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Augustine on Friendship

These notes were developed from studying Peter Brown’s ideas on Augustine, friendship
and society. Peter Brown says of Augustine, “(He) hardly ever spent a moment of his life
without some friend, even some blood-relative, close by him. No thinker in the Early
Church was so preoccupied with the nature of human relationships.”

Why is friendship important?

A. Friendship is fundamental to our nature.
• Humans are basically social in nature.
• “There is nothing so social by nature or so anti-social by sin as a human being.” –
City of God
• Humans are naturally driven to in society. Our social groupings are expressions of
what is best in us, not what is worst. Imperfection in society is due to sin not due
to society.
• “In this world two things are essential: a healthy life and friendship. God created
humans so that they might exist and live: this is life. But if they are not to remain
solitary, there must be friendship.” – Sermon
• “The first thing a baby sees when opening its eyes are its parents, and life begins
with their friendship.” – Sermon
B. Love in friendship perfects us.
• We are perfected as humans by our love for other humans.
C. Friendship helps meet our need to share life experiences with others.
• “It’s hard to laugh when you are by yourself.” – Confessions
• Augustine realizes that joy expands and grief contracts in the presence of friends.

What is friendship?
A. Friendship is the highest expression of family.
• Friendship begins in the family.
• Augustine enjoys a loving relationship with his parents, particularly his mom.
Augustine cared for his mother in her later years and was at her side when she
died. He sees the example of child-parent relations in Jesus command to John
when he was on the cross.
• So that a human being might not be alone a system of friendship was created.
Friendship begins with one’s spouse and children, and from there moves on to
strangers. But considering the fact that we all have the same father (Adam) and
the same mother (Eve) who will be a stranger? Every human being is neighbor to
every other human being. Ask nature: Is this man unknown? He’s still human. Is
this woman an enemy? She’s still human. Is this man a foe? He is still a human
being. Is this woman a friend? Let her remain a friend. Is this man an enemy? Let
him become a friend.” - Sermon
B. Friendship shapes two minds into one heart.
• “For any one who knows us may say of him and me, that in body only, and not in
mind, we are two, so great is the union of heart, so firm the intimate friendship
subsisting between us; though in merit we are not alike, for his is far above mine.”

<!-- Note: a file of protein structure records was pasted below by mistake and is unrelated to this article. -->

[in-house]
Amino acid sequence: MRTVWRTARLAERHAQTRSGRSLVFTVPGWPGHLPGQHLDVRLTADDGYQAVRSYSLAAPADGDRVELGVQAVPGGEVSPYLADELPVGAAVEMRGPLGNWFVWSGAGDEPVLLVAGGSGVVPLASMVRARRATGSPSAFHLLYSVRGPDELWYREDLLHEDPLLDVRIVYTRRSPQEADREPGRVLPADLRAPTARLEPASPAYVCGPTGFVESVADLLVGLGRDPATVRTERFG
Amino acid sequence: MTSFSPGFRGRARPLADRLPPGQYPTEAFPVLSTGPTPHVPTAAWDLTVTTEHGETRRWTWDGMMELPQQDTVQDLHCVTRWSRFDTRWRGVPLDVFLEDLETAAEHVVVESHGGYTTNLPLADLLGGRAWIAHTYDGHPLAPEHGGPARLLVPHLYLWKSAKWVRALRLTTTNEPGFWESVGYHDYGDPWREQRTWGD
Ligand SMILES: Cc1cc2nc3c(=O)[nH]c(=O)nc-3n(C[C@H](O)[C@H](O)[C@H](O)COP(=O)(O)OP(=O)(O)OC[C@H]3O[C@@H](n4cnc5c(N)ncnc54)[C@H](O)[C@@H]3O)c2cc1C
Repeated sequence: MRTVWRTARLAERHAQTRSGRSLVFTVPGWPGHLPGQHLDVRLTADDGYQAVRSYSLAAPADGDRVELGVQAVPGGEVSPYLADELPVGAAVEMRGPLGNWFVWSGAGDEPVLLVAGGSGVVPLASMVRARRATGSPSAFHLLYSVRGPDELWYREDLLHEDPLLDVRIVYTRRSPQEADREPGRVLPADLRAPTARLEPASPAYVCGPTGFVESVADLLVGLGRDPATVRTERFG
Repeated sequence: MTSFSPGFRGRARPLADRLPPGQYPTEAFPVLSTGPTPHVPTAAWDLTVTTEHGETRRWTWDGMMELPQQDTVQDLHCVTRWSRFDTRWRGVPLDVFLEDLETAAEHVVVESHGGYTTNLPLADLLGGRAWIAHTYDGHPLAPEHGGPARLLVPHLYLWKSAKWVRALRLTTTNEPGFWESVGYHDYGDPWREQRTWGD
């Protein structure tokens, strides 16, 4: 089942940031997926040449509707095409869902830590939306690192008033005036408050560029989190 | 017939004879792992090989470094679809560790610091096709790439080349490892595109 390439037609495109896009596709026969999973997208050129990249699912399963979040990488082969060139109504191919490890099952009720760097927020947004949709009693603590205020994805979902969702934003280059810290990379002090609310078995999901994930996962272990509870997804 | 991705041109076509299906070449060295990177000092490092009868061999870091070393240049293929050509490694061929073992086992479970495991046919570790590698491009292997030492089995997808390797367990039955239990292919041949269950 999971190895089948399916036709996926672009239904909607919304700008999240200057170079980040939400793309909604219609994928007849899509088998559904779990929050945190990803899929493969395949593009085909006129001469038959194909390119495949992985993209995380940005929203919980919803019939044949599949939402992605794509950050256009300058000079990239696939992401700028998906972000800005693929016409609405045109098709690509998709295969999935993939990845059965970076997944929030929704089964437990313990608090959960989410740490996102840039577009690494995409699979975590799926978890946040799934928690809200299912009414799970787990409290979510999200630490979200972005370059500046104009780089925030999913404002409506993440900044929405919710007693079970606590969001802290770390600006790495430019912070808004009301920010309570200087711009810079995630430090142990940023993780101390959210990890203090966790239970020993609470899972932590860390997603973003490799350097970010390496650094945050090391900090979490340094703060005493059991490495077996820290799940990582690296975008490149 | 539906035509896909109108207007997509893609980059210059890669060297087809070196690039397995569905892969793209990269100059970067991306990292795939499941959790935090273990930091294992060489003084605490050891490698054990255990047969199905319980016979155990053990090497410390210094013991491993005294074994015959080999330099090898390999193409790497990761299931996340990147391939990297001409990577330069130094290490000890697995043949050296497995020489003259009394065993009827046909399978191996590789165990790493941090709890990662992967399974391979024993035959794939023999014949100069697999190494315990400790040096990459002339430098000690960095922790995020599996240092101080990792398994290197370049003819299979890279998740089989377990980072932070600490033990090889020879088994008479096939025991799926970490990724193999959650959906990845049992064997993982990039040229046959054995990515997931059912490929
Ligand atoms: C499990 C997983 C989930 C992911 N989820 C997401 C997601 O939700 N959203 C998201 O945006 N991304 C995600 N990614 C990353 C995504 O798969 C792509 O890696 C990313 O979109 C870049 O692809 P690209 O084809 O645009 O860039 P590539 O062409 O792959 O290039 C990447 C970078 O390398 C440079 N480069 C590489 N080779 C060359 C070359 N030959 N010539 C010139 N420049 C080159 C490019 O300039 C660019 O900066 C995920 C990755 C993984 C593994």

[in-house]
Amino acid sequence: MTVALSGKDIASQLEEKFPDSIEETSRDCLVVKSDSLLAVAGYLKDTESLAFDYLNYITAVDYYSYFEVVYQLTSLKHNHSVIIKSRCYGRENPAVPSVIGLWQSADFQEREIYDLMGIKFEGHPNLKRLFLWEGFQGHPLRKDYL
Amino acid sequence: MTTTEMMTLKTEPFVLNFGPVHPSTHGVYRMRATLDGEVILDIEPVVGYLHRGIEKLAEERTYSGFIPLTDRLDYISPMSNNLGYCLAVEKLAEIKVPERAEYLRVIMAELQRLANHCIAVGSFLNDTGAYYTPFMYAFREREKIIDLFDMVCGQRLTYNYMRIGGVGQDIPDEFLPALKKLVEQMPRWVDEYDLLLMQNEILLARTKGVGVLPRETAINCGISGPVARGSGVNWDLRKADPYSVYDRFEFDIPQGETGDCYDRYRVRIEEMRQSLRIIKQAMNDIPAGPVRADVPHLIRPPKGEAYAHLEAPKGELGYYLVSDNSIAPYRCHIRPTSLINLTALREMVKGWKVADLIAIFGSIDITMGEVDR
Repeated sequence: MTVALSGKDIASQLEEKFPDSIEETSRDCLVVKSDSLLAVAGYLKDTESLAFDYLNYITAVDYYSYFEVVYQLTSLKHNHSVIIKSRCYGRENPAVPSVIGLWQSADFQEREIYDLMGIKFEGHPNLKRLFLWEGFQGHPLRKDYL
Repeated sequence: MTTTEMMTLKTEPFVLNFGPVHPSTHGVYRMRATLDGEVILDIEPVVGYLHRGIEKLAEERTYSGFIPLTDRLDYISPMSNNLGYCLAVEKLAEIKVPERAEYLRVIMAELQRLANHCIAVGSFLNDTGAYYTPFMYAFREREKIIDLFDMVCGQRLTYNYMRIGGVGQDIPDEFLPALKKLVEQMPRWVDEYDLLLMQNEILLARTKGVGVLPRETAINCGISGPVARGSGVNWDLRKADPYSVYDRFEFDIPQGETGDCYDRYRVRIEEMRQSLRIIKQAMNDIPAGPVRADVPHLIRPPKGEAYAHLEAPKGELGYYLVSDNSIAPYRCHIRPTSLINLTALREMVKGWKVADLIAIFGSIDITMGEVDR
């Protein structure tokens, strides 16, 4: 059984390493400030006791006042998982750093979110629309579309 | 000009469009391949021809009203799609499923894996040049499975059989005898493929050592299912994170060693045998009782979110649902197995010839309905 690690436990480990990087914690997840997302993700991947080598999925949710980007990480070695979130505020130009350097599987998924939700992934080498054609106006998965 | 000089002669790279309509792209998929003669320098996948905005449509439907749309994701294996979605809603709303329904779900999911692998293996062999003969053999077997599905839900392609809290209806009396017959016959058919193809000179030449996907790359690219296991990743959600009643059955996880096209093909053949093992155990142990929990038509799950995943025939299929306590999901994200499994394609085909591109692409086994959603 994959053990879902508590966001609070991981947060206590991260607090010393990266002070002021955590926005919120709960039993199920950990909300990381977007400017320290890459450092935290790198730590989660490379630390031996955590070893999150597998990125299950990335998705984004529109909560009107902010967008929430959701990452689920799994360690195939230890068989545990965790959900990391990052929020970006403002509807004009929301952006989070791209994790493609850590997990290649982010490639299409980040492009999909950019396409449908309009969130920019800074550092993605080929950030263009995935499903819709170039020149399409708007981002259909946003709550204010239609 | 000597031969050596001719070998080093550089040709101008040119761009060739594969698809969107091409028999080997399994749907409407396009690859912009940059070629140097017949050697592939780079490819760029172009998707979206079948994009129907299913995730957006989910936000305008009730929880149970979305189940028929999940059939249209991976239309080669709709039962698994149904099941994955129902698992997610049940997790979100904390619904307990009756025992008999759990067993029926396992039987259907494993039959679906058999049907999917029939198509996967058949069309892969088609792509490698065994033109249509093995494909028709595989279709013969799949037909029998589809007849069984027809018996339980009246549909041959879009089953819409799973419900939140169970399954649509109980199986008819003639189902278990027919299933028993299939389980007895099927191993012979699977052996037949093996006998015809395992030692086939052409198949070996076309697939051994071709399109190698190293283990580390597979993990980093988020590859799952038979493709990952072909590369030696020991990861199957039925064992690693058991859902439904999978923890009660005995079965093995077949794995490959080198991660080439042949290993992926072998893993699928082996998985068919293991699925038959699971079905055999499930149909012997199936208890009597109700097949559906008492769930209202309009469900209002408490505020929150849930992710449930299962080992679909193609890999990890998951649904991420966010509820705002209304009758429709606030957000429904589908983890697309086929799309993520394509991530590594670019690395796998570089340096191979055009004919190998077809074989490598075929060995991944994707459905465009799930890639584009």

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C. Friendship is an expression of mutual love.
• “Without friends even the happiness of the sense which I then possessed would
have been impossible, no matter how great the abundance of carnal pleasures
might be. I loved these friends for their own sakes and I felt that I was loved in
return by them for my own sake.” – Confessions
• The loss of a friend is one of the terrible burdens of this life
• “…pangs of longing which tear me apart because those who are fastened to me by
the bond of the strongest and sweetest friendship are not here physically present
to me.” – Letter to Novatus
• “My great and only delight is that I am unable to avoid delight when you are with
me and I am unable to avoid sorrow when you are far away.”
• “The consolation of other friends did the most to repair the damage and give me
strength after the death of my friend. The interchange between us captured my
mind: conversation and joking, doing favors for each other, reading together good
books, being foolish and being serious together, disagreeing without hatred almost
as though I was debating with myself, sometimes falling into disagreement but
thereby remembering on how many things we agreed, teaching and learning from
each other, waiting impatiently for the absent to return and rejoicing when they
did. These and so many other like signs coming from the hearts of friends are
shown through their eyes and mouths and speech and a thousand little gestures.
All of these expressions of friendship brought our hearts together like bundled
kindling, making one out of many.” – Confessions
• “What is there to console us in this human society so full of errors and trials
except the truth and mutual love of true and good friends.” – Confessions

How do we cultivate friendship?

Augustine uses one primary concept to discuss cultivating friendships: Concordia.
Concordia is the union of hearts. The vital force behind concordia is love. Attributes
required for concordia: reciprocity, equality, benevolence, truth, grace
A. Reciprocity – When love ceases to be reciprocal, friendship ceases.
B. Equality – We love the other neither more or less than ourselves. The eyes of
friendship neither look down nor look up to a friend: they look at the friend.
C. Benevolence –
• We love not as ends in themselves but as a means whereby we can achieve the
one eternal good: God himself.
• The love between friends is a mutual desire that good should come to the other.
• Based on an altruistic love – values the good that is in the friend rather than the
good that the friend can give.